[reproduced from Caution: Horses, Vol. 3, No. 4, Winter 1998]
The recent false alarms involving Vesicular Stomatitis (VS) outbreaks on horse farms in Auburn, WA and Albany, OR have brought forth questions by backyard and professional horsemen alike regarding potential spread of this disease. In order to minimize the possibility of VS outbreak on your farm, it is necessary to understand more about transmission, signs, symptoms, treatment, and prevention of VS.
What is Vesicular Stomatitis?
Vesicular Stomatitis is classified as a rhabdovirus since it has a bullet-like shape when examined under a microscope. Signs and symptoms very closely resemble those of Hoof and Mouth disease, which was eradicated from the United States in the late 1920's. Hoof and Mouth disease and VS may contribute to major negative economic impacts on the livestock industry. Cattle tend to suffer the greatest economic losses from these diseases since they develop lesions on their teats. This can result in decreased milk production, painful milking, depression, loss of appetite and potentially serious cases of mastitis. The similarities in outward appearance between the two diseases resulted in vesicular stomatitis becoming a "reportable" disease. This means that any veterinarian or livestock owner that suspects an animal may have vesicular stomatitis must immediately contact his/her state or federal authorities that deal with animal health.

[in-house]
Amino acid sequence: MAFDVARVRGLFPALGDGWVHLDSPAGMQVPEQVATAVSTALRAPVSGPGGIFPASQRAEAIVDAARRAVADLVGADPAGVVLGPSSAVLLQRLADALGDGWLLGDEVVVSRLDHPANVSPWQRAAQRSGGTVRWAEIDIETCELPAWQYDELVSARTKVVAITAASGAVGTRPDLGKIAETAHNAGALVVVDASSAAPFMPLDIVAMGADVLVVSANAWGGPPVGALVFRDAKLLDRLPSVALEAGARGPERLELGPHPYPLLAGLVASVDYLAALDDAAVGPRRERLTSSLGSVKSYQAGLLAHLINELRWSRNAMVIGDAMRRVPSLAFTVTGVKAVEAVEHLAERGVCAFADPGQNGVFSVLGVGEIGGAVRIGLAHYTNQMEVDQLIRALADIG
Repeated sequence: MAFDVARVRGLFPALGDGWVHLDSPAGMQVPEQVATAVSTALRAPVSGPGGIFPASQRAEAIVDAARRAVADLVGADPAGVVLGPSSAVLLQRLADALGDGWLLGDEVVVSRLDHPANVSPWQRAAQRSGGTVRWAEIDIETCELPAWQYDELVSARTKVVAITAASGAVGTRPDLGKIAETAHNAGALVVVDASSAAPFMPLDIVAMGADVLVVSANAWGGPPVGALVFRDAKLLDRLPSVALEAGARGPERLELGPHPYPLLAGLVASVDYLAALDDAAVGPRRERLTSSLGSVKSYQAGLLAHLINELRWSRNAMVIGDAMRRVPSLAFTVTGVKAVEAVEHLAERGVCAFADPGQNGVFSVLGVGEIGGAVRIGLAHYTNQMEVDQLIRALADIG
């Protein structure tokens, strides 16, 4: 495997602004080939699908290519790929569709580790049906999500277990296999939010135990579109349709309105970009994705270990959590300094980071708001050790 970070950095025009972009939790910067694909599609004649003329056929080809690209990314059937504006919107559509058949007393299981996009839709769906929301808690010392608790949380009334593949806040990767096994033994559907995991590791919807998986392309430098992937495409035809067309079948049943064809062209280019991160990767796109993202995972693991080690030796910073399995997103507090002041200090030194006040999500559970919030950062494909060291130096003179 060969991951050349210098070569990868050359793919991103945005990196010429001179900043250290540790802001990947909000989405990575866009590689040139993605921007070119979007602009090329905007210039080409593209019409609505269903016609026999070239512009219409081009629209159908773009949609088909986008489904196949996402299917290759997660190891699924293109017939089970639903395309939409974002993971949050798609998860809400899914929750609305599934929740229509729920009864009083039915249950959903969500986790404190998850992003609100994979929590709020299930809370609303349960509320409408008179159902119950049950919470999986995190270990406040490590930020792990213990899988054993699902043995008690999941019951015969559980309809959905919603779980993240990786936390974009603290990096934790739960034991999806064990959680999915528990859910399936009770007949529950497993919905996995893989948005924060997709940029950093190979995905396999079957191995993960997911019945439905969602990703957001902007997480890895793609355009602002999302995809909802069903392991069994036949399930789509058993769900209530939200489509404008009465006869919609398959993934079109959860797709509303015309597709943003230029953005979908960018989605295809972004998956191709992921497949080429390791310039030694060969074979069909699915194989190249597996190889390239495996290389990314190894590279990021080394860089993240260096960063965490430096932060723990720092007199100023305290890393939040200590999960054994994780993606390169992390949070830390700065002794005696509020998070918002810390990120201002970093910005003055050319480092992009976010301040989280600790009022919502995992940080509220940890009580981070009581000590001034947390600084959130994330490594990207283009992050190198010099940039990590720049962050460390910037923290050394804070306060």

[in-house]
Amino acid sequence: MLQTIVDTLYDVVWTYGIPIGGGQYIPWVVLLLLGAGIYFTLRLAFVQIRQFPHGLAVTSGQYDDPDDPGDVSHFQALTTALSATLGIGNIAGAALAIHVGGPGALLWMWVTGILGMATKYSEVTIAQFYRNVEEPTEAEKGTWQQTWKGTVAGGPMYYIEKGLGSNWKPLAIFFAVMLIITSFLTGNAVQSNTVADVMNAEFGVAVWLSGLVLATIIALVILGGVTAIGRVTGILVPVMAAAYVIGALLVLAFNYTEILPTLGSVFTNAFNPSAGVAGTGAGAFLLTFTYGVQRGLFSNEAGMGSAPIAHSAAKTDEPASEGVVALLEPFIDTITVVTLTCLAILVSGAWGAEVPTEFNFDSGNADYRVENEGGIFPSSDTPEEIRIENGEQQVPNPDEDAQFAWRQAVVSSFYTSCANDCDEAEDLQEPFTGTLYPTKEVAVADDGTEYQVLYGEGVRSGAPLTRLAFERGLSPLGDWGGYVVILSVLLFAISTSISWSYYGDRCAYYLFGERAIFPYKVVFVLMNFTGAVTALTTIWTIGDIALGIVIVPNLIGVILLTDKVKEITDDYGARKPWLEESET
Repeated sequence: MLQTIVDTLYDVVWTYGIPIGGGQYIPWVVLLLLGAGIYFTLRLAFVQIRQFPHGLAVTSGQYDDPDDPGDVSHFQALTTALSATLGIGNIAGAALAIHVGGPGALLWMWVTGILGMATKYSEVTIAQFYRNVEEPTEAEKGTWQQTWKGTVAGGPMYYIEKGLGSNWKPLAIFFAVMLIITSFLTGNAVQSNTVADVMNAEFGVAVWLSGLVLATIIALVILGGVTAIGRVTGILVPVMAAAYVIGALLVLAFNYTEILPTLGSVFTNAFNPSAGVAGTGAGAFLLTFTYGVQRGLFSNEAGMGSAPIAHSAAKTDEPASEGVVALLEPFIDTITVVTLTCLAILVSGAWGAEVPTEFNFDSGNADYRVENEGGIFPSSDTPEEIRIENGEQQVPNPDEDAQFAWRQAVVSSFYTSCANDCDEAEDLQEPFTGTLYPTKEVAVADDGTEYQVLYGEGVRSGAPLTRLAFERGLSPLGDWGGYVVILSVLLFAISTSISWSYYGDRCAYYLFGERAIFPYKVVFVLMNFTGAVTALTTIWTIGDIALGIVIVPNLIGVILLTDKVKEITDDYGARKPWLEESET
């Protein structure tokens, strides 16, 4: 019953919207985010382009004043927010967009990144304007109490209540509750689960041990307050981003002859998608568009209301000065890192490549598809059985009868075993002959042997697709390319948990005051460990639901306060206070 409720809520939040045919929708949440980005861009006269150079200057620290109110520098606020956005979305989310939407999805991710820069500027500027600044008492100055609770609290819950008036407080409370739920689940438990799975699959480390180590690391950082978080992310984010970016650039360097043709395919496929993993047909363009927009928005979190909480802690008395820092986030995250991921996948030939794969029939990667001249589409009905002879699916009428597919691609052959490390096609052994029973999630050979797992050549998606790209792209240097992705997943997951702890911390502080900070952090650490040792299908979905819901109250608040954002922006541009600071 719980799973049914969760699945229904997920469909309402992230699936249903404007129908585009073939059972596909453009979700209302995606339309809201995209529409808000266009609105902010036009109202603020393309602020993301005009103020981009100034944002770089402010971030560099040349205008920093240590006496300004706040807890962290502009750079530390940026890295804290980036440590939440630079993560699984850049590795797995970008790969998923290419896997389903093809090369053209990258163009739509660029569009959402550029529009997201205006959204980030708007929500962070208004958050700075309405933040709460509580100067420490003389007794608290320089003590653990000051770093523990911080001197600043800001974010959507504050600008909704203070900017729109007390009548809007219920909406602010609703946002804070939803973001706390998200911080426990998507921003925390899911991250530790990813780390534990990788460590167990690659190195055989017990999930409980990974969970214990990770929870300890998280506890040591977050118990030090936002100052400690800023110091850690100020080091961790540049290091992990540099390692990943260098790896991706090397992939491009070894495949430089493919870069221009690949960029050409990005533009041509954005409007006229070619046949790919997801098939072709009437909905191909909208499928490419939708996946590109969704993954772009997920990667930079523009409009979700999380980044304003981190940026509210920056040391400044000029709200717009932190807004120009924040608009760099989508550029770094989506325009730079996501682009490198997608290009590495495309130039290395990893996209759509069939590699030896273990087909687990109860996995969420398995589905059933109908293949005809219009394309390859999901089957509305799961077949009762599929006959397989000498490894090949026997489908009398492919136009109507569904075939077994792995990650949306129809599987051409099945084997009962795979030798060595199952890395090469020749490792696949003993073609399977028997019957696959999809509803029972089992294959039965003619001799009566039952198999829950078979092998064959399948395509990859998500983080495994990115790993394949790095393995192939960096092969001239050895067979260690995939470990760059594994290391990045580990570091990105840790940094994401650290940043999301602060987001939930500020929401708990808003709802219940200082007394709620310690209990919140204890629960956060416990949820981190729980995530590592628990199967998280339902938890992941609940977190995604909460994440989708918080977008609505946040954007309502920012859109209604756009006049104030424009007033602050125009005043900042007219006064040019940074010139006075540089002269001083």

How is VS transmitted?